Animated infographic: Key facts about cassava in Africa and the devastating impact of vector-borne plant viruses
Connected Virus Network


East African Legislative Assembly visits WorldVeg in Tanzania
World Vegetable Center

East African Community (EAC) harmonises regulations to boost regional seed trade
Chimp Reports

The GM debate

Viewpoint: Science denialism threatens the potential of gene-edited crops
Genetic Literacy Project

Why fears in Nigeria over the safety of GMO cotton are misplaced
Genetic Literacy Project

Genetic modification technology benefits smallholder farms
The Daily Californian

Is opposition to genetic engineering moral?
National Review

Fear of GMOs scares China’s consumers, slows agricultural innovation
Genetic Literacy Project

Africa kicks against proposed gene drive moratorium at UN Biodiversity Conference
Alliance for Science

Opportunities and resources

FAO: El Niño 2018-19

Opportunity: Africa Oxford Initiative Visiting Fellowships 2019 seeks visiting fellows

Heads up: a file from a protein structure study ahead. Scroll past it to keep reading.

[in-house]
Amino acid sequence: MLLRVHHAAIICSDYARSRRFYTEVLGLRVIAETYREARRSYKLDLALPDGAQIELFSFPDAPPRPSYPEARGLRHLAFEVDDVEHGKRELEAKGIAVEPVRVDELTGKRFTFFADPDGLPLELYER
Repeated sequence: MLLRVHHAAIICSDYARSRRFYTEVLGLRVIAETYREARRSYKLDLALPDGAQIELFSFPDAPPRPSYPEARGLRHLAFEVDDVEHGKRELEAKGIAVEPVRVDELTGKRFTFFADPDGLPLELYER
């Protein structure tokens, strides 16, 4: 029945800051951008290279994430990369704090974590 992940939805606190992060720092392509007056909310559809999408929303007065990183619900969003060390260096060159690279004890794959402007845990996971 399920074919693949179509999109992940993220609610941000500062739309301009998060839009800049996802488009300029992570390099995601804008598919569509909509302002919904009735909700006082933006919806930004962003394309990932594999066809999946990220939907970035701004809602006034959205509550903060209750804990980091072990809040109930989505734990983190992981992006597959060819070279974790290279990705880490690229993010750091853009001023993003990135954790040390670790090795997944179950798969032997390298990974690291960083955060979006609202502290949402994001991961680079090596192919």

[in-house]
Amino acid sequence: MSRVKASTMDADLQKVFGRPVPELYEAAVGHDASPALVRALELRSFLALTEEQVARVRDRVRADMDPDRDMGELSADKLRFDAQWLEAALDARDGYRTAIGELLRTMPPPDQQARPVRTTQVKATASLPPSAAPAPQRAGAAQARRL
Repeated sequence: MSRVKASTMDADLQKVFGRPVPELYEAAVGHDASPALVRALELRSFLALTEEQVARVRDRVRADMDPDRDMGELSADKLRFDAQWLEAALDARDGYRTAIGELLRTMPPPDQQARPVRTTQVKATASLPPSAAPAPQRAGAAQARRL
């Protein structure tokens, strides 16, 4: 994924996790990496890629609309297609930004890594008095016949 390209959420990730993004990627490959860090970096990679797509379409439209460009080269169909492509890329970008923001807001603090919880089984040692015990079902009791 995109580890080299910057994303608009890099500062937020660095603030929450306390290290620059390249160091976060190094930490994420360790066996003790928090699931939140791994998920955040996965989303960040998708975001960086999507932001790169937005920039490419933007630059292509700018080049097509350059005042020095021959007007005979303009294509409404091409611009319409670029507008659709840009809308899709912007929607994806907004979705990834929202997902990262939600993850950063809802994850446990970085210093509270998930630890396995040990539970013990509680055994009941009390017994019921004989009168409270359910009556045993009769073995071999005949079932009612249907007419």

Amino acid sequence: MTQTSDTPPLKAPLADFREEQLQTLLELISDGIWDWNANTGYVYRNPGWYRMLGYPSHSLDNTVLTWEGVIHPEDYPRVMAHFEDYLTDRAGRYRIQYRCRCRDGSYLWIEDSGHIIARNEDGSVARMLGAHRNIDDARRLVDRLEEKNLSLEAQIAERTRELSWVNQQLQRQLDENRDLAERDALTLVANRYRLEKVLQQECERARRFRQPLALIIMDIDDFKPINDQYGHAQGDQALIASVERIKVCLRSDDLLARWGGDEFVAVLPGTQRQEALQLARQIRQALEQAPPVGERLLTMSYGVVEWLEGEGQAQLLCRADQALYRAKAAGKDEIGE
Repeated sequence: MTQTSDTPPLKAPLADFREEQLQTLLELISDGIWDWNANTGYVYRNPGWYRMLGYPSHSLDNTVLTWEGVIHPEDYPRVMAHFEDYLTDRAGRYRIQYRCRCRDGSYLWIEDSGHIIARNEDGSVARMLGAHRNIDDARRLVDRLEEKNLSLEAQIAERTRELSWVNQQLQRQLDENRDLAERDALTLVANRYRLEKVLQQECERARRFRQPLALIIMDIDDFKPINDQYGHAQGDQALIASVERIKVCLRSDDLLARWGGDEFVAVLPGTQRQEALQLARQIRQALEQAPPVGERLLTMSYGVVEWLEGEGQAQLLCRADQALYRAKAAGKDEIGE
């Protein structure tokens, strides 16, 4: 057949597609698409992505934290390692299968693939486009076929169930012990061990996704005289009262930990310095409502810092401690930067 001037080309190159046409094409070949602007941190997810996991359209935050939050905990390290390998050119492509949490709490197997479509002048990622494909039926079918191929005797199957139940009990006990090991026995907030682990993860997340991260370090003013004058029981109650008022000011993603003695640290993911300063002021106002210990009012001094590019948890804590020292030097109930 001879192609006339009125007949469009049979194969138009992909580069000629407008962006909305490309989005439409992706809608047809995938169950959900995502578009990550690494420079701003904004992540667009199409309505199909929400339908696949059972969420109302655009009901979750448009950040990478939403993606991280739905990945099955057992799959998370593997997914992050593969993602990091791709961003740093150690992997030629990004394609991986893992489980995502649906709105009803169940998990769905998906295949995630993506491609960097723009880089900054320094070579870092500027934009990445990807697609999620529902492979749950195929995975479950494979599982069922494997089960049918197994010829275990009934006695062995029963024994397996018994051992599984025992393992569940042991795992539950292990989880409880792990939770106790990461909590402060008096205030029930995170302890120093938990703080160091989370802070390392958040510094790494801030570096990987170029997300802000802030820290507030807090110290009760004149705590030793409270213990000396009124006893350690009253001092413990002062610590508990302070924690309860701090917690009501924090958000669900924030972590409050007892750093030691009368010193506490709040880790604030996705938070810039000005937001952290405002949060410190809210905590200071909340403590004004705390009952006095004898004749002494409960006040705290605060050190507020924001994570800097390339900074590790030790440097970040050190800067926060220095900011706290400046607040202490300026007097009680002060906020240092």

Africa Oxford Initiative

Vacancy at CIP Potato for a coordinator for its growing Sweet Potato Research and Development Program in Ethiopia

Webinar: Urban & Peri Urban Horticulture: Experience from the field – Namibia, 29 November 2018 15.00-16.00 pm (Rome Time – GMT+2)

Opportunity: ENABLE Youth Uganda seeks to support young agri-entrepreneurs between the ages of 18 and 35. Application deadline: 30th November, 2018
The Enable Youth Programme

Wageningen University short course: Plant genetic resources and resilient seed systems for sustainable food security 21 October 2019 until Fri 8 November 2019
Wageningen University & Research

Wageningen University short course: Climate change and food security nexus, 16-27 September 2019
Wageningen University & Research